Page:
The result? A panicky scramble and even greater chaos than we've seen lately as more firms invariably end up in the same sticky mess as Bear Stearns did.
In "FGIC Sees No Need to Honor Agreement With IKB, Calyon" Bloomberg gives us a taste of things to come.
FGIC Corp. said it's walking away from an agreement to provide $1.9 billion in guarantees on mortgage-linked securities because Credit Agricole SA and IKB Deutsche Industriebank didn't live up to their side of the deal.
FGIC "has no further obligation" because certain responsibilities weren't met and IKB, the German bank that's had to be bailed out four times since July, misrepresented its condition, the insurer said in a statement today. The three companies are fighting the matter in courts. If FGIC wins, the benefit "could be material," the New York-based company said.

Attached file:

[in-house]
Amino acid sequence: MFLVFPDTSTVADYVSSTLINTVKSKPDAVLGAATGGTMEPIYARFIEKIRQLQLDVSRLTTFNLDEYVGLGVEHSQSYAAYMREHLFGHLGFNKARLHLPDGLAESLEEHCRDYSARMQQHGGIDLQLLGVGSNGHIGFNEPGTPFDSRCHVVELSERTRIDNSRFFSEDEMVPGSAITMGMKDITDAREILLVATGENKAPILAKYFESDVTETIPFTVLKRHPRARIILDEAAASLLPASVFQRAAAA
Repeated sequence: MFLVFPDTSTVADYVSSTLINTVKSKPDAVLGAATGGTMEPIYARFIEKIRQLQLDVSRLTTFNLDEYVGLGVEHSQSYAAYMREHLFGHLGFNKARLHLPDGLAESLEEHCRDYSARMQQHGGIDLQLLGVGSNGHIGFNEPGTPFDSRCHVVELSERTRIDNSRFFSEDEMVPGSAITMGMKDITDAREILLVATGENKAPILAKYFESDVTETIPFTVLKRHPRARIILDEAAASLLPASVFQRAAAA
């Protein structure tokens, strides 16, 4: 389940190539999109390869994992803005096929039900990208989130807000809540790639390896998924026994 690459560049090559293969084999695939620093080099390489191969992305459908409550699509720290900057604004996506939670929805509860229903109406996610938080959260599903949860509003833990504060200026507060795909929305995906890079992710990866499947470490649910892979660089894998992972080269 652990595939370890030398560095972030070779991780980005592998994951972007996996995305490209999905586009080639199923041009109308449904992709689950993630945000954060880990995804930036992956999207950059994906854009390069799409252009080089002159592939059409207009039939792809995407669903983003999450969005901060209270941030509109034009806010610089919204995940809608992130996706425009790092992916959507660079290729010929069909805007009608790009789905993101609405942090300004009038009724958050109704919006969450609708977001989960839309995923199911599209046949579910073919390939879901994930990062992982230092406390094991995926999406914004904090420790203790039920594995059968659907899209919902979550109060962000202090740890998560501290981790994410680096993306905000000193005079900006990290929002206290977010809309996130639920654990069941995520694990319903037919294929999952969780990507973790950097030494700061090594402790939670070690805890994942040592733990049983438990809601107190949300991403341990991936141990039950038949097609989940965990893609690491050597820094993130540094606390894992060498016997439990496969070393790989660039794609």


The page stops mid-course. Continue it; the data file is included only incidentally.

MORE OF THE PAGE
Bond insurers are seeking ways to relieve themselves of guarantees on collateralized debt obligations to temper their losses amid surging mortgage defaults. Security Capital Assurance Ltd.'s XL Capital Assurance Inc. last week was sued by Merrill Lynch & Co. after XL voided obligations on $3.1 billion of CDOs because of what it called a breach in agreements over rights to influence matters such as whether the CDOs should be liquidated.
"These guys should have a new motto: Heads we win, tails we rescind," said Julian Mann, the vice president for fixed income at First Pacific Advisors LLC, which manages $3.4 billion of bonds. Mann doesn't oversee positions in bond insurers, he said.